The Prohibition-era bootleggers who illegally manufactured and sold alcohol from 1920-1933 are favorite characters to historians and the American public. Much less widely known, however, are the stories of America’s bootleg coal miners, workers in Pennsylvania coal towns during the same era who asserted their right to survive exploitative conditions by mining coal in their communities and selling it themselves, even if the land and the coal were owned by huge corporations.
“Bootlegging was about private property,” local historian and author Mitch Troutman tells Pittsburgh City Paper, “the dispute over who has the right to use the coal lands when people are hungry.”
Troutman’s first book The Bootleg Coal Rebellion: The Pennsylvania Miners Who Seized an Industry, 1925-1942 preserves the stories of bootleg coal miners — also called independent miners — in their own words and contextualizes them within regional and national fights for labor rights. It’s also a galvanizing story about how communities have faced down some of the most powerful interests in the country.
Beginning in the 1920s, when most coal companies were owned by Wall Street, Troutman writes, successful firms saw that oil was the fossil fuel of the future and started divesting from coal and investing in oil. Although coal production had slowed to a halt in many parts of Pennsylvania by the mid-1920s, JP Morgan and others refused to sell their land in order to maintain a monopoly and keep the supply low. They simply shuttered many of the mines in northeastern Pennsylvania’s anthracite coal region.
A bootleg coal miner
But what about all the people those companies had recruited to live close to the mines, all in an effort to build a convenient labor pool? When the mines closed, Troutman writes, people often “openly and defiantly” dug their own “coal holes” and stole equipment from company mines to work them.
By the mid-1930s, Troutman writes that “thousands of men, women, and children worked in the illegal industry. Their numbers were so great that they neutralized the local court systems. They stood down company and state police. They dynamited machinery that stood between them and survival. The bootleggers even formed unions.”
They had plenty of popular support too, Troutman notes.
Troutman tells Pittsburgh City Paper that he first began researching this history while living in Trevorton, Pa., one of the coal towns featured in his book.
“A lot of people [in Trevorton] party in the old strip mines and just treat everything like they own it, and I was wondering where that attitude came from and if it had anything to do with [bootleg mining],” Troutman says. “That’s where I started digging, mostly just cause I wanted something to do, and it was fascinating.”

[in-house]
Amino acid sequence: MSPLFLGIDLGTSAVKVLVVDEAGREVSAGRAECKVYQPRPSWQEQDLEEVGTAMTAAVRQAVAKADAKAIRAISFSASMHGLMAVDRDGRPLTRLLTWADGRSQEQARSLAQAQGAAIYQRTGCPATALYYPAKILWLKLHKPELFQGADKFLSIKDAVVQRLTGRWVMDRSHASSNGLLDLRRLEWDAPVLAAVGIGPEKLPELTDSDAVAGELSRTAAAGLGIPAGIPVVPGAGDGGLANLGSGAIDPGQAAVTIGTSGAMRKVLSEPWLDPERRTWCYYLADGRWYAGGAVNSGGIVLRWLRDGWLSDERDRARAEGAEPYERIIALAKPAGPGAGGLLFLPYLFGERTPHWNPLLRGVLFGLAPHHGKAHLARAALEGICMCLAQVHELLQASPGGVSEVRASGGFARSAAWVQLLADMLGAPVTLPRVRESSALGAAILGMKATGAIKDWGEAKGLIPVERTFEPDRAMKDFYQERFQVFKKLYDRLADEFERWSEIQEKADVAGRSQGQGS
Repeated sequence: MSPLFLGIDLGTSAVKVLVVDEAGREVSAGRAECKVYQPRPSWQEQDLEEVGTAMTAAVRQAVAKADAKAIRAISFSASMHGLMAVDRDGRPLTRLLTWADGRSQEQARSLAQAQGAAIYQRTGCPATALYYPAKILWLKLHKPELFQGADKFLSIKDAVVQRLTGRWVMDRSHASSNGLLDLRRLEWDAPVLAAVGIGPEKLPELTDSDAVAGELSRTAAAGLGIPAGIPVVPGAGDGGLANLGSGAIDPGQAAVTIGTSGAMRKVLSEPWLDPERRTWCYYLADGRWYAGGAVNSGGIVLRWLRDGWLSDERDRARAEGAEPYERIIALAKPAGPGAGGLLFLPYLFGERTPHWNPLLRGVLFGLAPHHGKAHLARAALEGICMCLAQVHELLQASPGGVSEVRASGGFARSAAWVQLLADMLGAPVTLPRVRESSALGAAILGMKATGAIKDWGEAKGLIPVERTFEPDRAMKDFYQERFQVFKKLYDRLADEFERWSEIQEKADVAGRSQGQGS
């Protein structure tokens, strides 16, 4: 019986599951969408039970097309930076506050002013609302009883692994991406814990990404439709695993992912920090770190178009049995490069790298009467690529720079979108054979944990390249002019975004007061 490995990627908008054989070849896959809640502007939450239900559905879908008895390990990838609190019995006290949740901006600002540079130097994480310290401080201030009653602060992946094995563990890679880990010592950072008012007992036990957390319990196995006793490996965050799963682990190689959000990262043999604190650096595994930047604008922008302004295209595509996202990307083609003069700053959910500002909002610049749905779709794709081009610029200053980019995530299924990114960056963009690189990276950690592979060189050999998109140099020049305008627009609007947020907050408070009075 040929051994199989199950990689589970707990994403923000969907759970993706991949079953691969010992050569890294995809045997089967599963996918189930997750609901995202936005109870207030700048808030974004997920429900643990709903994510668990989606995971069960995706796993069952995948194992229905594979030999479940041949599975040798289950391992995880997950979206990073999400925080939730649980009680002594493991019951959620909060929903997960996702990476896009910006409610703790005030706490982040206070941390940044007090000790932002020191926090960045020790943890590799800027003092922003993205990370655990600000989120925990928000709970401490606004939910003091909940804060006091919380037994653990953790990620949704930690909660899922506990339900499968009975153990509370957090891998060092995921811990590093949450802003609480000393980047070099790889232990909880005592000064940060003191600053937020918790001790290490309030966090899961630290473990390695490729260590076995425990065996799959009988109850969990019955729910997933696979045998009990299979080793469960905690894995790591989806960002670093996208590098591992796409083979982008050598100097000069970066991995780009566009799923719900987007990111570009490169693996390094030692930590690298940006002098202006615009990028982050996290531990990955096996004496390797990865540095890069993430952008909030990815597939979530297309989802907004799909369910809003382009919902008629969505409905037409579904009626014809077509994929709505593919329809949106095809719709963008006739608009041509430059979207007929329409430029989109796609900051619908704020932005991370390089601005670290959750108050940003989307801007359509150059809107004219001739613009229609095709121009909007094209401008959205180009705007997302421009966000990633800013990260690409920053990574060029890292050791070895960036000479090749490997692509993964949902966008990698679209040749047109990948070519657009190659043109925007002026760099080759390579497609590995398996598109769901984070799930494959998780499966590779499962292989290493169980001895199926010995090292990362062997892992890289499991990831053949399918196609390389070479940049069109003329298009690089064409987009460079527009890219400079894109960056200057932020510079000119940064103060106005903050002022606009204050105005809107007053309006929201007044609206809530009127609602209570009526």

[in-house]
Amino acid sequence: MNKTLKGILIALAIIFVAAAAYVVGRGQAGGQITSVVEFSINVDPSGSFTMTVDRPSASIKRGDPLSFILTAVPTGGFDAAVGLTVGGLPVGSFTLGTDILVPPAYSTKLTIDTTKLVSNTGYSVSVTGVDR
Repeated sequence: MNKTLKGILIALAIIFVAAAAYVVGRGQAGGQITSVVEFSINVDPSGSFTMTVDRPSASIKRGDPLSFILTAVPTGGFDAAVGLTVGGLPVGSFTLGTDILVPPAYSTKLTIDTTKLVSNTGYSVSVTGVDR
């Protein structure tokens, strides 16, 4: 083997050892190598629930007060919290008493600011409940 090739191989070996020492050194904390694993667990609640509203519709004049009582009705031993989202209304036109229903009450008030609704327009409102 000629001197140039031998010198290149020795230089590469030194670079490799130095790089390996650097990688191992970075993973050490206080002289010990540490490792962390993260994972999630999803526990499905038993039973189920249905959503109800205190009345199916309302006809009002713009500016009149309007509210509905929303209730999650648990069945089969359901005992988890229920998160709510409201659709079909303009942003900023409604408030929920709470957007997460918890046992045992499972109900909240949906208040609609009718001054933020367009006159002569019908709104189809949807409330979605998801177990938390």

By the time Troutman really began his research on bootleg miners, however, it was too late to interview any of the miners themselves.
“There are plenty of people who are still alive who are in their 90s from that time, but not coal miners,” he says.
Luckily, he came across a trove of oral histories from bootleg miners recorded by an independent researcher in the late 1980s.
“So this guy, Michael Kozura from Minersville, was working on a book on this in the late ’80s, early ’90s. He had done a lot of research, but he hadn’t done much writing yet when he got in a car accident and died, unfortunately. I hit a wall in my research, but somebody had been pushing me to keep digging into whatever I could. … I Googled his widow’s name and found a phone number and called and it was her. She had been saving his stuff and hoping that one day somebody would pick it up.”
Once he had access to Kozura’s interviews, Troutman realized he had a book on his hands. He tells City Paper it was important to him to build his research around the voices of the miners themselves, and that he was careful not to make assumptions about people’s intentions.
“If you assume why somebody did something or how something came to be, you’re usually wrong,” he says.
Troutman’s book is a powerful reminder of a time in the not-too-distant past when solidarity among working people was common sense.
“The idea that we can even look out for each other at all just doesn’t occur to a lot of people [anymore]. There is no working-class people versus corporations in a lot of people’s minds. A lot of people like Walmart or Amazon better than they like their neighbor. People didn’t like their neighbors any better back then than we do today,” Troutman says. “But it was common sense to them that their neighbor’s welfare mattered for their own welfare, that they sink or swim together, regardless of how well they get along with each other.”
Troutman is hopeful that the history of the bootleg coal rebellion can inspire empathy for and solidarity with “other people who have to break laws or evade or fight police or military in order to just get by. The ability for us to relate to them if we know that we came from someone like that, if that’s our history, it’s way greater than political arguments or talking heads on TV.”